What Is Linoleum Flooring? – The Pros and Cons of Linoleum from Vinyl

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what is linoleum flooring

People nowadays often ask “what is linoleum flooring?” No one can blame them, because it’s a strange product from way back then. However, recently it is picked up popularity as one of the most durable types of flooring out there. Accompanied by today’s manufacturing technology, it’s also becoming the most eco-friendly flooring with huge varieties in design and colors.

Often people that ask ‘what is linoleum flooring’ don’t know the difference between it and vinyl. They’re both very similar in texture and resilience, but there are several big differences between them. Every type of vinyl has layering, whether it’s LVT, hybrid, sheet or tiles. The top layer provides protection from stains and/or scratches. Next is the image layer, where the texture of the flooring is created. Then you have the core which determines the quality of water resistance and dent resistance of the vinyl.

Pros and Cons of Linoleum Flooring & Vinyl

As you can see, vinyl is a much more modern type of flooring with the advanced manufacturing process, while linoleum is basically a reprocessed natural material. Although still durable, linoleum’s single layering may cause some problems when it got hit by stains or scratched, as it directly hits the textured layer rather than a protective one. Plus sunlight exposure may yellow the linoleum if it comes without protective coating. Then, resilient linoleum may get dented from furniture legs or heels.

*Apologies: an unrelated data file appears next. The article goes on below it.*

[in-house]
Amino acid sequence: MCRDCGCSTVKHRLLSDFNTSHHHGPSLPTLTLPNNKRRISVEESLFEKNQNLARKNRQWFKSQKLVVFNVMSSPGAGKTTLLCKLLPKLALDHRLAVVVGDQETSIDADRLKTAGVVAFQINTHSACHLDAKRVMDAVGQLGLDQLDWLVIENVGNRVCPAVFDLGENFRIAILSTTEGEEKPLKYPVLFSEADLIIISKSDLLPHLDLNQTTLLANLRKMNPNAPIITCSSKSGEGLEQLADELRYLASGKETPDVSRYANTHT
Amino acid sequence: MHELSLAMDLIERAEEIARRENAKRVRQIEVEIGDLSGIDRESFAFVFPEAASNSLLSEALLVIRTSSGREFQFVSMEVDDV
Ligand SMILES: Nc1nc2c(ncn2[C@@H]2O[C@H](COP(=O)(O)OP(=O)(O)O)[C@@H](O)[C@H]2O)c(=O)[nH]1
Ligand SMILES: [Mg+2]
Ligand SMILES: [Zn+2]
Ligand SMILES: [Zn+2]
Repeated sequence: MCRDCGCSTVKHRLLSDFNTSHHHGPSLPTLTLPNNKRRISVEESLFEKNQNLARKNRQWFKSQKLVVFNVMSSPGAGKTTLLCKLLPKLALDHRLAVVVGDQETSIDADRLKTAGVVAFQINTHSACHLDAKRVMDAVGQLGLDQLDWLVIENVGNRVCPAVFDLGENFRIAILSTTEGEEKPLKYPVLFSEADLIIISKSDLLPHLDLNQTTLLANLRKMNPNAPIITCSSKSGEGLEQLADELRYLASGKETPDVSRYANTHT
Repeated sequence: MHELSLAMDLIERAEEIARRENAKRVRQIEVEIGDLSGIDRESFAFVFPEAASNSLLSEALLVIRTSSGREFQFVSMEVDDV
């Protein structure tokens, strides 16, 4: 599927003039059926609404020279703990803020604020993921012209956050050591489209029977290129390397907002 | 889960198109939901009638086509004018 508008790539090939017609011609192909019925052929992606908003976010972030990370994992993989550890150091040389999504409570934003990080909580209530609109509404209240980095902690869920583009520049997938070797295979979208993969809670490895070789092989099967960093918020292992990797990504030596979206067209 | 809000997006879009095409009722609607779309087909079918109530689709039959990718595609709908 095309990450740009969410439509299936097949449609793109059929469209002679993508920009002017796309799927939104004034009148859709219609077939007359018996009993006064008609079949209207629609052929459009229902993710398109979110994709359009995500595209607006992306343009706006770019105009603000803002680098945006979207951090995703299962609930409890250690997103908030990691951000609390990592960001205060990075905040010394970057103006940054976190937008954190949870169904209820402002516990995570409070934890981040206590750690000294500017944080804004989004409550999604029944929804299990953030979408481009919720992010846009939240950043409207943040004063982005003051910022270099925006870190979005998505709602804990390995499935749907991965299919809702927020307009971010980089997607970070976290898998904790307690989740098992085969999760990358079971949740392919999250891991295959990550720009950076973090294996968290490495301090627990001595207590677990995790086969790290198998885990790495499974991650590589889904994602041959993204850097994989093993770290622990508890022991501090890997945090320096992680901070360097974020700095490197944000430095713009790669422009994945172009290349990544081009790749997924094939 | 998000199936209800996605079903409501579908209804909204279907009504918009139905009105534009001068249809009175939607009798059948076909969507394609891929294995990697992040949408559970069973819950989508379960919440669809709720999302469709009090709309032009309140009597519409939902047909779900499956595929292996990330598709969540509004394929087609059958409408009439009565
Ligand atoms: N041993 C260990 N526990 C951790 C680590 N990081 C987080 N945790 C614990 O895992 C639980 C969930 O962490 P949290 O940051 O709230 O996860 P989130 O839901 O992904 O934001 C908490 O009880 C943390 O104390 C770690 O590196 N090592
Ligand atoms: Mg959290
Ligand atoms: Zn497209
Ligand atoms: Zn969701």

Although the above cons may make you pessimistic about linoleum, it’s still the best flooring type for your homes! Because many manufacturers today reuse and reprocess natural materials such as jute, cork powders, tree resins, and wood flours producing biodegradable linoleum sheets. With many coming with a protective coating, linoleum basically eliminates the advantages vinyl flooring has. If you’re worried about scratching, linoleum easily camouflages it with its texture and thickness, unlike vinyl that will make scratches really prominent. In addition, it can last from 25 years up to 40 years rather than vinyl which relies a lot on its image quality and protective layer.

High durability doesn’t mean that you can just leave it be. Linoleum flooring still requires maintenance to last long. It’s not much, only occasional damp mopping and sweeping. Although, you shouldn’t put linoleum anywhere near places that have high humidity because linoleum has materials that are very susceptible to water. Since it is biodegradable, linoleum may start to degrade after extended water exposure if its protective coating is gone. So for you that asked ‘what is linoleum flooring’, hopefully, this article had answered all of your questions.

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